The UK’s Disclosure and Barring Service (DBS) is recognized as one of the most efficient such systems in the developed world, thanks to changes made over the last few years in response to a number of national scandals. As such, the DBS has to adapt to change in order to maintain its own high standards; and in today’s ever changing world, challenges to the vetting procedure arise all the time. Over the last couple of years, circumstances have forced change on the DBS system, and this continues to be the case thanks to the current refugee crisis. All of this has meant a good deal of attention is being paid to how well the UK vets people in positions of responsibility.
Brexit and Right To Work
Although the Brexit process took many years to complete, some of its implications have been working their way through employee recruitment in the past couple of years. Specifically, one of the major changes brought about by leaving the EU is that relating to who has a Right To Work (RTW) in the UK. As a member of the block, it was the case that any EU citizen could work in any member country; this being one of the cornerstones of the Union’s constitution. Since the start of 2020, however, this no longer applies to the UK.
As well as RTW, however, this has led to major changes to the UK’s Disclosure and Barring Service (DBS). This system of criminal record check is subject to strict legal constraints, in order to protect the public, employers and employees alike. As such, one of the basic checks carried out is proof of identity. Although this may sound obvious, establishing who an applicant is requires documentary proof which must qualify against certain criteria.
While Britain was a member of the EU, these documents were often provided by institutions within the European Economic Area (EEA); since Brexit, however, documentary proof has to come from the UK or the Republic of Ireland.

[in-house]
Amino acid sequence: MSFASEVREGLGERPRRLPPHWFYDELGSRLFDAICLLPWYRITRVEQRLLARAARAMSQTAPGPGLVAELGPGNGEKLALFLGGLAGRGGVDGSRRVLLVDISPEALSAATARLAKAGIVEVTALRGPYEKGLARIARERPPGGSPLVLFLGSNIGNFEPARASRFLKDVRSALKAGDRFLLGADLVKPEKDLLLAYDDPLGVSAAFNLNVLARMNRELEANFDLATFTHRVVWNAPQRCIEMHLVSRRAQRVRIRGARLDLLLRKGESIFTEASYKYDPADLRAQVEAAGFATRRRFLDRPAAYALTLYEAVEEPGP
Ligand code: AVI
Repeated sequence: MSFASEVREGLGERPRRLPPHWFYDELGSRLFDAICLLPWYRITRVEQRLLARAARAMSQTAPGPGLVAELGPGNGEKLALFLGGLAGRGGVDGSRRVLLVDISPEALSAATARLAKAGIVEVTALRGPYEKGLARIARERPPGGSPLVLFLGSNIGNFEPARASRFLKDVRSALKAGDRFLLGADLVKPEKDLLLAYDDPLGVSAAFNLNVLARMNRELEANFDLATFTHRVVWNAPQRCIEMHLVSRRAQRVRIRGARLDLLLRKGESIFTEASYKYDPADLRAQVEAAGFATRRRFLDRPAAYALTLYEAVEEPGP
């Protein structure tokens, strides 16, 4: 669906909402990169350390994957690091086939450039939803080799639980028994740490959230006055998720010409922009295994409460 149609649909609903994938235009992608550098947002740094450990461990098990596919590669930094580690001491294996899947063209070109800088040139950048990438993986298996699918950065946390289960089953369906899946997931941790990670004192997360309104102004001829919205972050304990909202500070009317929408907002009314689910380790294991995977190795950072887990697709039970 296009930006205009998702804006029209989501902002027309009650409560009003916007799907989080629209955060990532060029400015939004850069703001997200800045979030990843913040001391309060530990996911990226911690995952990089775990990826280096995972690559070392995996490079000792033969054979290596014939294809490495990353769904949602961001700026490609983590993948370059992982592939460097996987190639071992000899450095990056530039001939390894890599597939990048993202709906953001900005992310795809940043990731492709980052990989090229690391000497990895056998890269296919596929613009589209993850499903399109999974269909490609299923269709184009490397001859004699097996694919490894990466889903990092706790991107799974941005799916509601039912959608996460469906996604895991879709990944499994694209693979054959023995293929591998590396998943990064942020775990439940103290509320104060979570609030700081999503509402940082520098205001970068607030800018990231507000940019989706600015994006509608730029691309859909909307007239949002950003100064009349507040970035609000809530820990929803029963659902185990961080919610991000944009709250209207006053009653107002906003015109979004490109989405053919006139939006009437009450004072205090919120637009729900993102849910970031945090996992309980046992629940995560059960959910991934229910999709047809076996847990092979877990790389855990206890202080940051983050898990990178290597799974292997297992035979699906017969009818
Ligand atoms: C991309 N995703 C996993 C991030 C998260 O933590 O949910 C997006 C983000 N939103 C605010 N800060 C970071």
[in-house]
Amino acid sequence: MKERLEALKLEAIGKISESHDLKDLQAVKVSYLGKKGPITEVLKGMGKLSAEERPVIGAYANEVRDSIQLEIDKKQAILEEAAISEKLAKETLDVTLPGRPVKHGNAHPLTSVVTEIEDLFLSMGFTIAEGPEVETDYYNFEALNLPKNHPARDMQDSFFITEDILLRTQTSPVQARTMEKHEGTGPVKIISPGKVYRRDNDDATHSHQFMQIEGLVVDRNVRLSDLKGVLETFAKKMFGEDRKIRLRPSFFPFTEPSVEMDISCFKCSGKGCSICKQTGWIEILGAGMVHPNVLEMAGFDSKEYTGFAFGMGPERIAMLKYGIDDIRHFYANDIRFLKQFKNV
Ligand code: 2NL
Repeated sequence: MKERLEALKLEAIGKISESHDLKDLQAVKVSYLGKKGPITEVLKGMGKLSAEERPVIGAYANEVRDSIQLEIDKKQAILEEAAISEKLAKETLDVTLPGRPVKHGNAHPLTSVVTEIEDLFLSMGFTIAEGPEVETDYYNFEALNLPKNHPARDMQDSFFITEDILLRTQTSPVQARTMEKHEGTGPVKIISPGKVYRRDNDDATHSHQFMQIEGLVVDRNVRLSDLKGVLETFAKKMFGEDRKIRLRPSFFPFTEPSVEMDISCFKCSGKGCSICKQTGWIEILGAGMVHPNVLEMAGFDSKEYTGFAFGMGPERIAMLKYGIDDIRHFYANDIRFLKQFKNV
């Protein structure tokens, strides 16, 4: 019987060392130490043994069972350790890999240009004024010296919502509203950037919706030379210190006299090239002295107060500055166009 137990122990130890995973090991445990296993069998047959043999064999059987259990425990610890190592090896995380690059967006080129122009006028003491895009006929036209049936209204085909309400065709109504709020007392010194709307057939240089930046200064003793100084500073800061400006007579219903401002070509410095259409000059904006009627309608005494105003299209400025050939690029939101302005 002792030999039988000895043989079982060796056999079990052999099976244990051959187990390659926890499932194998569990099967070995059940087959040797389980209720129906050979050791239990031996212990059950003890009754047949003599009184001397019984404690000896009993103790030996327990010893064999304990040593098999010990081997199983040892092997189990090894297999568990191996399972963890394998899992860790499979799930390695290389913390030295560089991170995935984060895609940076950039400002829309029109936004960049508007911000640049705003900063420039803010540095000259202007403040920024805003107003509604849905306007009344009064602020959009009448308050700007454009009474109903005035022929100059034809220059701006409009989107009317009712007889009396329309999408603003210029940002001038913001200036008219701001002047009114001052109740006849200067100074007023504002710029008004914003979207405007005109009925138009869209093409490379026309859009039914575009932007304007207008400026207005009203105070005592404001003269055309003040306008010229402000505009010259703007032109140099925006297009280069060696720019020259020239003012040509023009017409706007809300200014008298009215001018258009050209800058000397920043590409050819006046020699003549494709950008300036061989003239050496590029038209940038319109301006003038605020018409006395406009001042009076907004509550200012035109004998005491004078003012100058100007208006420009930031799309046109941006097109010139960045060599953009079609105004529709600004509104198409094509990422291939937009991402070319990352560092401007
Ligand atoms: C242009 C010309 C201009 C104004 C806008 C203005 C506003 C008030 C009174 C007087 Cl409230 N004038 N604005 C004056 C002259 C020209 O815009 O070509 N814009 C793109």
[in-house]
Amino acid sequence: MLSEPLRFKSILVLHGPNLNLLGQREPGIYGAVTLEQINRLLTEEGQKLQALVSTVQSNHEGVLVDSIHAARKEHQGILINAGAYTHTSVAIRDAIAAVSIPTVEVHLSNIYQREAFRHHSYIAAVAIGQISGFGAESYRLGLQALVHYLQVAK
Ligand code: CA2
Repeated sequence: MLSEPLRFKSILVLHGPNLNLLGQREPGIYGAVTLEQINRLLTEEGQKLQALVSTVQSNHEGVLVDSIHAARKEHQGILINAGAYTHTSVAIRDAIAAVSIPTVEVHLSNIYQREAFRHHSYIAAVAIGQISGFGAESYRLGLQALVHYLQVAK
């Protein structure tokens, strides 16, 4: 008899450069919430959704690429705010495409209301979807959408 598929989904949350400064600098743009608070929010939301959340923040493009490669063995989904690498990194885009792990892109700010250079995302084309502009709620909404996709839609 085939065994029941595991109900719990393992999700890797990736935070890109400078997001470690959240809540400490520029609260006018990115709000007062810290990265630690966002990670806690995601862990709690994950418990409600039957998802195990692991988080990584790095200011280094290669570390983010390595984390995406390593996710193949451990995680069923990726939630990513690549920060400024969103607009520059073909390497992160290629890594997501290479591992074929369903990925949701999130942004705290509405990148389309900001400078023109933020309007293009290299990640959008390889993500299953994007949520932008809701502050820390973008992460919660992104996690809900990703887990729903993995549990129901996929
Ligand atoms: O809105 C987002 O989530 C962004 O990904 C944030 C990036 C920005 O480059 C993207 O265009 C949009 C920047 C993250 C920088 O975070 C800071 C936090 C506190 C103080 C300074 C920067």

Covid and DBS
Although each criminal record check is carried out against records held on the Police National Computer (PNC), for applicants the process is somewhat more complicated. Along with changes brought in by Brexit, the covid pandemic and subsequent work and travel restrictions meant that the RTW and DBS process became intertwined. As such, the UK government decided to relax the system of document checking, with the proviso that employers could carry out more detailed checks at a later date.
This was especially useful for some workers wanting to work in essential professions like health and care work. It is precisely these professions, however, where enhanced DBS checks are essential. With pressure on hospitals and care homes, allowing employers some leeway in document checking was hailed across the industry as an excellent idea. As time progressed, however, this meant that employers had a backlog of documents to check; something they didn’t have the time or resources to do.
Another part of this process is reference checking. Much like documentary evidence, checking references is resource intensive; with many employees being on furlough, this process became very slow indeed. From an average turnaround time of six days, this extended in some cases to 15 days, leading to pressure from employers to speed up the process. Again, this pleas were heard, and six days is once more reported to be the norm once again.
With millions of people fleeing war-torn Ukraine, the UK government announced a Homes for Ukraine scheme, whereby UK householders can apply to take in individuals and families. Initially, the Home Secretary had been reluctant to allow such citizens into the country, due to concerns over terrorism. However, this position was reversed following national popular pressure. There were fears voiced on social media, however, that such refugees would be unable to pass the UK’s DBS checking system.
However, this proved not to be the case. The DBS system would indeed prove to be vital, but not for those entering the country. Rather, calls were made to ensure that those acting as hosts themselves had background checks carried out. This was against fears about the prospect of exploitation and modern slavery which might be imposed on desperate people.
As with the DBS system as a whole, this illustrates that wider society has a duty of care as well as a need for self protection. The period since 2020 has shown that, hopefully, DBS is resilient and flexible enough to provide these.